We are pleased to publish the following review of Oltre l’Occidente – Rappresentazioni estreme nei tessuti orientali (2006), which has been the subject of earlier discussions on Rugs of War. Max Allen is the founding curator of the Textile Museum of Canada where, since 1975, he has curated more than 100 textile exhibitions. His review follows:
Exhibition catalogues are sometimes works of scholarship. This one isn’t. Instead it is a work of narrative imagination and polemics, and as such it is a far more striking object than most of the textiles within it. Aside from the fact that everything is from “The East” – as if that meant anything – there is no coherence to the collection, nor any discernible reason for assembling it.
In his foreword, the Cultural and Tourism Activities Councillor of Todi says the exhibition has a “humane and political significance that exceeds ideology and embraces the great themes of peace and respect for a multiracial society, with the sole intention of constructing and sustaining a better world.” Enrico Mascelloni says that the “unusual artworks” he has included in the show are “to a large extent literally unseen outside their own context and have been chosen with a single criterion in mind: they are open to a variety of issues and do not avoid controversy.” The Italian reads: “Le strane opere che seguono (in gran parte letteralmente “mai viste” al di fuori del proprio ambito) sono state scelte con un solo criterio, si aprono a molteplici questioni e non eludono qualche polemica.”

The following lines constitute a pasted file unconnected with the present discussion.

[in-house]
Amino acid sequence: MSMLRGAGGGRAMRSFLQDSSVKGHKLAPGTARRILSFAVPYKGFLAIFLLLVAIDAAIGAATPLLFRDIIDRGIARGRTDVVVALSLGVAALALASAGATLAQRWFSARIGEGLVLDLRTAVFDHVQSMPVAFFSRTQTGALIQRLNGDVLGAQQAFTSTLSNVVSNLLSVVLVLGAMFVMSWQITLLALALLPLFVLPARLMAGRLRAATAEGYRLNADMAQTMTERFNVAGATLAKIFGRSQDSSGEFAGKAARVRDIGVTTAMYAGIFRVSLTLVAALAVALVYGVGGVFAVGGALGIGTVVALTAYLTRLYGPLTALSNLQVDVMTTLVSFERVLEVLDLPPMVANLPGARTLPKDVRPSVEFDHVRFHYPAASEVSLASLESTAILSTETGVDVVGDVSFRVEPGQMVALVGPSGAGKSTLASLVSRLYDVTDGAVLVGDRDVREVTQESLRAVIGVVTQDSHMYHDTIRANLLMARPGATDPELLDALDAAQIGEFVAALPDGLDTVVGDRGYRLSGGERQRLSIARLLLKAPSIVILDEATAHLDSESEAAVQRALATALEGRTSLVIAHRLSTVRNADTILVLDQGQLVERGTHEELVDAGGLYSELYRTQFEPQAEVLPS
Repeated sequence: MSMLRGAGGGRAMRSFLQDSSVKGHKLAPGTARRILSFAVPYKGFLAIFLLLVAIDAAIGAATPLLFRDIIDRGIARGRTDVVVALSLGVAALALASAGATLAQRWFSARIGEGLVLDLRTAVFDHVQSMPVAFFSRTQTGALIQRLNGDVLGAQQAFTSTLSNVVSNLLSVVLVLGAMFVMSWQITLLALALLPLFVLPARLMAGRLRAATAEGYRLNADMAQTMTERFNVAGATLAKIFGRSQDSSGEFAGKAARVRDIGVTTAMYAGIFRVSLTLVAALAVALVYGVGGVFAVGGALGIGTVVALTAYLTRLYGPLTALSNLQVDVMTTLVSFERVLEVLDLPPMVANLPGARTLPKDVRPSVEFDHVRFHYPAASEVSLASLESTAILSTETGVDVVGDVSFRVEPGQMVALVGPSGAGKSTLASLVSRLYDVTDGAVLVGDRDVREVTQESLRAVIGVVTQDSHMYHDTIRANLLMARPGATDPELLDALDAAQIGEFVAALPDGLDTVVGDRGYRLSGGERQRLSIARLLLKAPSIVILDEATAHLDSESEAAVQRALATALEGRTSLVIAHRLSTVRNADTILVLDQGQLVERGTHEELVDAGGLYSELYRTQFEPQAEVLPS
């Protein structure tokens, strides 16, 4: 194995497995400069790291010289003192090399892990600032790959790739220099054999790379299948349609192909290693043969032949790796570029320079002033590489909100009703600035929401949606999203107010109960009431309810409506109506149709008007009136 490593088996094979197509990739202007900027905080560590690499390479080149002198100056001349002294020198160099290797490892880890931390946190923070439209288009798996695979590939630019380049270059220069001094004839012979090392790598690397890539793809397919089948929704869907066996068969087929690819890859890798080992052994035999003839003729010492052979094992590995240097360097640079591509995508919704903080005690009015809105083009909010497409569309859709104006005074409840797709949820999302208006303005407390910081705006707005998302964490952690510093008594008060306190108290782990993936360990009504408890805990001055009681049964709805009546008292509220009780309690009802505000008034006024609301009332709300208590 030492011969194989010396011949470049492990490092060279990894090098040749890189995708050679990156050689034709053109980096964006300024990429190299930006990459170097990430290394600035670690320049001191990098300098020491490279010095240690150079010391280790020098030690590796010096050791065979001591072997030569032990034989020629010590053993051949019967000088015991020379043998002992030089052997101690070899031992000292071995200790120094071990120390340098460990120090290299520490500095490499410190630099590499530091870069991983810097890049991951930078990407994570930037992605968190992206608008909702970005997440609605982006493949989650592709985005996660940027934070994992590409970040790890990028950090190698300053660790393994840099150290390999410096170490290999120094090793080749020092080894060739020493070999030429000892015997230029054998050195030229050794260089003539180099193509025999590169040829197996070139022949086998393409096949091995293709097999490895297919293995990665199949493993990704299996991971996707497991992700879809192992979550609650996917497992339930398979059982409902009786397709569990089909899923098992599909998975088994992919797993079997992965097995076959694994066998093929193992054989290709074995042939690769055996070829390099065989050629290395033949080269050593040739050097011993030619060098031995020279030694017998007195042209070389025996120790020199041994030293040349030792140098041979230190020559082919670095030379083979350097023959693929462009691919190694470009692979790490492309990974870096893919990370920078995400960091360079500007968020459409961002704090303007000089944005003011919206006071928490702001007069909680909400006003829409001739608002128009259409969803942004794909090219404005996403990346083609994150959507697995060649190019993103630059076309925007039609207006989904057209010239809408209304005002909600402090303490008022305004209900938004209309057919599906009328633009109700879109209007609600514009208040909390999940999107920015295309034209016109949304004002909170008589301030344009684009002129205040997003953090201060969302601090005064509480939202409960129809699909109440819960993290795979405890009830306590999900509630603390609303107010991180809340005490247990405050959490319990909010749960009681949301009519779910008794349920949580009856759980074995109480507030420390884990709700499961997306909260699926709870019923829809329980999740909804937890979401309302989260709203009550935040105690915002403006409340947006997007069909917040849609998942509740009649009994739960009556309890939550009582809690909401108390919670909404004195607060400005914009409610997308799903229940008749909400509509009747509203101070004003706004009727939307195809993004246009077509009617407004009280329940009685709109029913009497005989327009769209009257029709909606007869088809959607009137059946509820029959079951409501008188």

The text is presented in both Italian and English, which is a bonus, although the translation is often ungraceful and occasionally incomprehensible. The text references are presented without footnotes, and the bibliography reveals how limited the author’s research has been. There are also 20 touristic photographs, uncredited, that bear little relation to the text. The photography of the textiles is flat and lifeless; the printing is good and the binding is stitched so the book opens well and lies flat. Best of all, the dates and cities of acquisition of the textiles, and sometimes even the names of the dealers, are given. This is useful information that is rarely divulged. But it is not revealed to whom these textiles belong. Museums? Collectors? The author(s) of the catalogue?